Tag Archives: novel

A pond full of melancholy

Jump right in, it’s warm

Do you remember the summer of your youth? That one summer that lasted for years? When a single day felt like an entire lifetime? The endless blue sky? The sweet scent of the wild flowers along the way? The earth underneath you, while staring at the impeccable blue above? Your trusted friends next to you? Silent and in awe of the grandness of the world? That one moment, when you knew with absolute certainty, that you were a part of it all, of its grandness, of its splendor, of its eternal beauty? That one summer of your youth when you felt you were at one with yourself and with the world. And in the evening, staring into the flickering light of a fire, you knew just as certainly, that it all would have to end. And like innocence once lost, it would never come back.

But.

We got lucky.

We have books.

Books that can bring us back to that sweet moment when that endless summer was still grand and full of wonder.

Elizabeth von Arnim’s Enchanted April can do that wonderfully. But that is a story for another day.

Castle Gripsholm can do it too. Kurt Tucholsky takes us back to a summer of splendor and sated laziness in Sweden.

 

Hop on the train

Princess and Peter leave Berlin for a five-week holiday in Sweden. We all know what it feels like to get away from it all, the pointless routines, the busy cities, the noise. So does Princess. Her real name is actually Lydia, but Peter calls her Princess, because that’s what she is to him. Which is fair enough because his name is actually Kurt, not Peter, and Princess tends to call him Fritzchen, for reasons unbeknownst to us. Never mind.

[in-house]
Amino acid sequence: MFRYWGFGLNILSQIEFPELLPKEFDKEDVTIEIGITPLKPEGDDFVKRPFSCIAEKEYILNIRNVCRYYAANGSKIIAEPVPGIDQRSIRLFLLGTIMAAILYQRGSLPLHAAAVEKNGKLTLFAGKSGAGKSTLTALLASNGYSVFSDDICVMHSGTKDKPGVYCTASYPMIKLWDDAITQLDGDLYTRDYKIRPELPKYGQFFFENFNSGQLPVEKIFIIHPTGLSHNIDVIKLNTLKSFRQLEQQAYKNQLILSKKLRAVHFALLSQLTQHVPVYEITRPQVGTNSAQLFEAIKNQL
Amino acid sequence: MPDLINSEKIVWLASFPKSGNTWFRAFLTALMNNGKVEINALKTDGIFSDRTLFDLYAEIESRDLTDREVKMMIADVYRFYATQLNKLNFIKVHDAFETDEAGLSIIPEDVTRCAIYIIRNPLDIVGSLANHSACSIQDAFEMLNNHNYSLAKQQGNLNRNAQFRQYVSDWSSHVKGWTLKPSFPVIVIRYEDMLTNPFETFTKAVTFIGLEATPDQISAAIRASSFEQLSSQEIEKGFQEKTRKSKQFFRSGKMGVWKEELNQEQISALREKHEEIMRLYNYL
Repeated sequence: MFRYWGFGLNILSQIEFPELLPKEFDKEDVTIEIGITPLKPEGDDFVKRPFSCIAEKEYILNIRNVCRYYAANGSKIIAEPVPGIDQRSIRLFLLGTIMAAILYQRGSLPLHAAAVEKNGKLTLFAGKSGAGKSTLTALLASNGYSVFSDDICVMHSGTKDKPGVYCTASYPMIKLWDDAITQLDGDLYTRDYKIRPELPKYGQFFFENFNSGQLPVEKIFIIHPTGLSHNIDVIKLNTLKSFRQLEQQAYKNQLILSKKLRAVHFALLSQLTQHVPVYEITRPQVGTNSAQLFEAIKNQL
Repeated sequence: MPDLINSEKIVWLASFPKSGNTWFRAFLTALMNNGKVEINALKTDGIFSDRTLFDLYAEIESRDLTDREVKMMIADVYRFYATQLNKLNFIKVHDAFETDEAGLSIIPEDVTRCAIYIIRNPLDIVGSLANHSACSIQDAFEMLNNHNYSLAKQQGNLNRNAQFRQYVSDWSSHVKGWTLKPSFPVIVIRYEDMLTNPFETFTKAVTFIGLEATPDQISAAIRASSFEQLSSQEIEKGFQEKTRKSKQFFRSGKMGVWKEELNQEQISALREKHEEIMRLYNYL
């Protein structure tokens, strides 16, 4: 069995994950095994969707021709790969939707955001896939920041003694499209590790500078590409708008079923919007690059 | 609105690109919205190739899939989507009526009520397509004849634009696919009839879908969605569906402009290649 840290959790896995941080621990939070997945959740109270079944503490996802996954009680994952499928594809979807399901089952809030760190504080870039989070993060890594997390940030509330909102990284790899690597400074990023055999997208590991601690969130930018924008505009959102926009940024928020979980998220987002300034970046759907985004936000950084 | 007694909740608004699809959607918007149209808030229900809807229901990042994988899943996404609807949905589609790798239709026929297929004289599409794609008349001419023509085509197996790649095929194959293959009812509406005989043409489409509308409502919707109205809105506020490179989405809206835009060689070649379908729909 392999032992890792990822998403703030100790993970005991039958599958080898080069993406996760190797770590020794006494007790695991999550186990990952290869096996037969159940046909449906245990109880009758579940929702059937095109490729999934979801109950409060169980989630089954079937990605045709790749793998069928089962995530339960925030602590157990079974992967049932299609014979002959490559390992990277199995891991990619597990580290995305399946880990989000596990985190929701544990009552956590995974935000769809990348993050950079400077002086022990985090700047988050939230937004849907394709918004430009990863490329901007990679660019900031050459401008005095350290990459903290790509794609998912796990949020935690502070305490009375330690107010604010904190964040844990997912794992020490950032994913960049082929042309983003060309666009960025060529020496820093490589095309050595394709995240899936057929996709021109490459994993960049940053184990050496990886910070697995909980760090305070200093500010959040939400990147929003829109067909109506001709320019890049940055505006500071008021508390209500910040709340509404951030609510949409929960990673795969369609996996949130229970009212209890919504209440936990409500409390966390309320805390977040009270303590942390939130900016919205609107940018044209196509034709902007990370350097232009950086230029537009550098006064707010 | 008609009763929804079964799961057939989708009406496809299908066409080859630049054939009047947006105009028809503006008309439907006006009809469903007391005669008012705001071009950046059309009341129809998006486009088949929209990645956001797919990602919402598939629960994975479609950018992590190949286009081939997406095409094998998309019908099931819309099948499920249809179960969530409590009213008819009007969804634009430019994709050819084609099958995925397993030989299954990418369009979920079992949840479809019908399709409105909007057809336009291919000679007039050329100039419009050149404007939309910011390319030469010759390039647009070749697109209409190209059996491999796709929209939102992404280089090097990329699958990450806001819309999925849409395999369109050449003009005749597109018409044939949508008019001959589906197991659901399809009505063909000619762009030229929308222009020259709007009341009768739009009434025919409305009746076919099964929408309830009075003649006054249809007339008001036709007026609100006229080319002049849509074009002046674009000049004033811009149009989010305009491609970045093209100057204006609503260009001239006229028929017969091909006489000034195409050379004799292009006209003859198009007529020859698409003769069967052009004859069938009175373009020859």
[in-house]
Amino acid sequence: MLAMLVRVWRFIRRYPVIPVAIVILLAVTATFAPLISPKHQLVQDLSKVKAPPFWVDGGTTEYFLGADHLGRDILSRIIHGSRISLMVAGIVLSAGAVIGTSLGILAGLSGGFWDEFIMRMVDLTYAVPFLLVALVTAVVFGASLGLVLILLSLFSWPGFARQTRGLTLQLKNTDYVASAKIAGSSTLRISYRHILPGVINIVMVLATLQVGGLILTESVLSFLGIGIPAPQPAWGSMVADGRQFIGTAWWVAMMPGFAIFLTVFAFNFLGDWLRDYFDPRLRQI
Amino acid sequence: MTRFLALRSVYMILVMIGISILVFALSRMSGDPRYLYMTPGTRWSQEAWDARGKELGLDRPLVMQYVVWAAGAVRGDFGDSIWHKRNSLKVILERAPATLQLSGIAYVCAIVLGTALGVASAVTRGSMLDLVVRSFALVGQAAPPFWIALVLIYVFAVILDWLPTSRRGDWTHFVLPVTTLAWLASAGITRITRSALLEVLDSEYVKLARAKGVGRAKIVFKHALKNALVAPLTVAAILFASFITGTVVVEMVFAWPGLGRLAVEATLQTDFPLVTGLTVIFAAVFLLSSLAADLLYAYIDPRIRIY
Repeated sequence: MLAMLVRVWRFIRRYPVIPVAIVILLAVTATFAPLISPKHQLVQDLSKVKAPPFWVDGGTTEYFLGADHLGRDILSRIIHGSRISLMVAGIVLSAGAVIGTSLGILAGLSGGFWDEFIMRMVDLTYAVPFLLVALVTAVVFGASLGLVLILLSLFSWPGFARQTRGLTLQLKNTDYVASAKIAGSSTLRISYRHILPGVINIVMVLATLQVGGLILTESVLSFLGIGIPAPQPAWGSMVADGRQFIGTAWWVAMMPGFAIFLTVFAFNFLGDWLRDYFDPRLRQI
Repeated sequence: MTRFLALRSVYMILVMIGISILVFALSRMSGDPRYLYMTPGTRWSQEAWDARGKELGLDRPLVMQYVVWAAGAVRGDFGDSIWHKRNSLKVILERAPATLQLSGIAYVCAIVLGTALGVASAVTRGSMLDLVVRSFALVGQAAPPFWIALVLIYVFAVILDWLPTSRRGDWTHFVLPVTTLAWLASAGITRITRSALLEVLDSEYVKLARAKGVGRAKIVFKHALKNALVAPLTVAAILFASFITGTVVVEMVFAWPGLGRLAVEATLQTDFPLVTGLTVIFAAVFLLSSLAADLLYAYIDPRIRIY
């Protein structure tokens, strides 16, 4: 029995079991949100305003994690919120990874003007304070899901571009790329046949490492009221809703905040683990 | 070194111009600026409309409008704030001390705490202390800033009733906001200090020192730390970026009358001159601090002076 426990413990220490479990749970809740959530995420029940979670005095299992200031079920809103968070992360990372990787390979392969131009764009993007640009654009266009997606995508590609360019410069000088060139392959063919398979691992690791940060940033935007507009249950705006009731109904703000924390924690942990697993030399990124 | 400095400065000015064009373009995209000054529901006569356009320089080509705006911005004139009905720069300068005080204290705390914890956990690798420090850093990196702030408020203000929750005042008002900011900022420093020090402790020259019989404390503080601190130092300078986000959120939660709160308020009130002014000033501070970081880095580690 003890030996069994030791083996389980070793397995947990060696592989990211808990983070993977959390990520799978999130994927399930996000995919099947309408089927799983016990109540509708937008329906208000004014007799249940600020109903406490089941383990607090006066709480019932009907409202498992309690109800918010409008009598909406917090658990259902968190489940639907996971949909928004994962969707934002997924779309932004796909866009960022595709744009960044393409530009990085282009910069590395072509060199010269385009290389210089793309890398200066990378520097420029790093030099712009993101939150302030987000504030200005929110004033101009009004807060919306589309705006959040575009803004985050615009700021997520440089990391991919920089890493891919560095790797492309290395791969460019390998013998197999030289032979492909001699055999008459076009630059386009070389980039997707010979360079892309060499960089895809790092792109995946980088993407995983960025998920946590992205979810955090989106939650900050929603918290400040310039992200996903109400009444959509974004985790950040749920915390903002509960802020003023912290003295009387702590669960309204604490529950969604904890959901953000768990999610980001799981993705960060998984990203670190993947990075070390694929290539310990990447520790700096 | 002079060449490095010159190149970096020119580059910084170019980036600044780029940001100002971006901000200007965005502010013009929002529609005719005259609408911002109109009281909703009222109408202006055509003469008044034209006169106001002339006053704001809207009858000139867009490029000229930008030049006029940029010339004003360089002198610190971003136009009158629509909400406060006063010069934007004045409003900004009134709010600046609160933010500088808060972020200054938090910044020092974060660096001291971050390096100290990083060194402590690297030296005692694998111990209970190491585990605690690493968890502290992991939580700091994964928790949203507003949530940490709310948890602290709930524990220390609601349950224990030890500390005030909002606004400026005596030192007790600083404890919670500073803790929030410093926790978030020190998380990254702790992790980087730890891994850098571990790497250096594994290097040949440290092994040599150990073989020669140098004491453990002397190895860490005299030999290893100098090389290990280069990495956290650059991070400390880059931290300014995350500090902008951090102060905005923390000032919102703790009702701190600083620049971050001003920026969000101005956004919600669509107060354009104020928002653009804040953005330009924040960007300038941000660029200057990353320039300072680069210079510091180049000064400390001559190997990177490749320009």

The year is 1929 (when the real journey took place, or 1931 when the novella was published) and we, as well as our loving couple, are very much aware that this will be the last summer. And when it is over, there will be nothing left but fond memories of a moment in time, when the world moved on a hinge. Peter is aware of it. He knows perfectly well who is fighting in the streets of Berlin. This is more than just a summer vacation. This is the last chance to take a deep breath before everything falls apart.

 

The castle by the lake

The scenery couldn’t be more idyllic. A lake, a castle from the 16th century, no other tourists. Princess and Peter enjoy the silence and each other, they take long walks, they lie in the grass, they chat with the local folk. Every single moment feels feather-light in a strangely laconic way.

Friends come to visit, first Karlchen, then Billie. Their appearance on the scene does not spoil the lazy days, but it certainly adds a little spice to their evenings and nights.